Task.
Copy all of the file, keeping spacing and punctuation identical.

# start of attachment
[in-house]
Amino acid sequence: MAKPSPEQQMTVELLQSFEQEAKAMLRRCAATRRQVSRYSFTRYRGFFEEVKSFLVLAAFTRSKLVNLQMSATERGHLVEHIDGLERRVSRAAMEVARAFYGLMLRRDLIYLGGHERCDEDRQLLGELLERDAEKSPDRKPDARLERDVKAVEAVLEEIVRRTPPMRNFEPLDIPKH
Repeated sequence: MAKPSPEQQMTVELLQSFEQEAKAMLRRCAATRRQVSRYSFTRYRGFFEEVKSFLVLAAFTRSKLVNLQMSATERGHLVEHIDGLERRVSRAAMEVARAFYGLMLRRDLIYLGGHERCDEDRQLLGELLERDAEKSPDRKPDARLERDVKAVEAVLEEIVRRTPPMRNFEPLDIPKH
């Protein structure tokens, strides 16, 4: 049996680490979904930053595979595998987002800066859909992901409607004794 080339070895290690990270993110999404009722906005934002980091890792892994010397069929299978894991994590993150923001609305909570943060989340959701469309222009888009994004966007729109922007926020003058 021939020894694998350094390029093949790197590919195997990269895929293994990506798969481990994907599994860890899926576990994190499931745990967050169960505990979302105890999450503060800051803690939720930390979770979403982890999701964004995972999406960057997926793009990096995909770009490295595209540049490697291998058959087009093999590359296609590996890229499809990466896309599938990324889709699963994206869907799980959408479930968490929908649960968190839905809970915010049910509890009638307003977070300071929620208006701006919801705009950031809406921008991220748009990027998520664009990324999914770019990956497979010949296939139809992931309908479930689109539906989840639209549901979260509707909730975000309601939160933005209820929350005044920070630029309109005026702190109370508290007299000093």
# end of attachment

[in-house]
Amino acid sequence: MAKPSPEQQMTVELLQSFEQEAKAMLRRCAATRRQVSRYSFTRYRGFFEEVKSFLVLAAFTRSKLVNLQMSATERGHLVEHIDGLERRVSRAAMEVARAFYGLMLRRDLIYLGGHERCDEDRQLLGELLERDAEKSPDRKPDARLERDVKAVEAVLEEIVRRTPPMRNFEPLDIPKH
Repeated sequence: MAKPSPEQQMTVELLQSFEQEAKAMLRRCAATRRQVSRYSFTRYRGFFEEVKSFLVLAAFTRSKLVNLQMSATERGHLVEHIDGLERRVSRAAMEVARAFYGLMLRRDLIYLGGHERCDEDRQLLGELLERDAEKSPDRKPDARLERDVKAVEAVLEEIVRRTPPMRNFEPLDIPKH
């Protein structure tokens, strides 16, 4: 049996680490979904930053595979595998987002800066859909992901409607004794 080339070895290690990270993110999404009722906005934002980091890792892994010397069929299978894991994590993150923001609305909570943060989340959701469309222009888009994004966007729109922007926020003058 021939020894694998350094390029093949790197590919195997990269895929293994990506798969481990994907599994860890899926576990994190499931745990967050169960505990979302105890999450503060800051803690939720930390979770979403982890999701964004995972999406960057997926793009990096995909770009490295595209540049490697291998058959087009093999590359296609590996890229499809990466896309599938990324889709699963994206869907799980959408479930968490929908649960968190839905809970915010049910509890009638307003977070300071929620208006701006919801705009950031809406921008991220748009990027998520664009990324999914770019990956497979010949296939139809992931309908479930689109539906989840639209549901979260509707909730975000309601939160933005209820929350005044920070630029309109005026702190109370508290007299000093």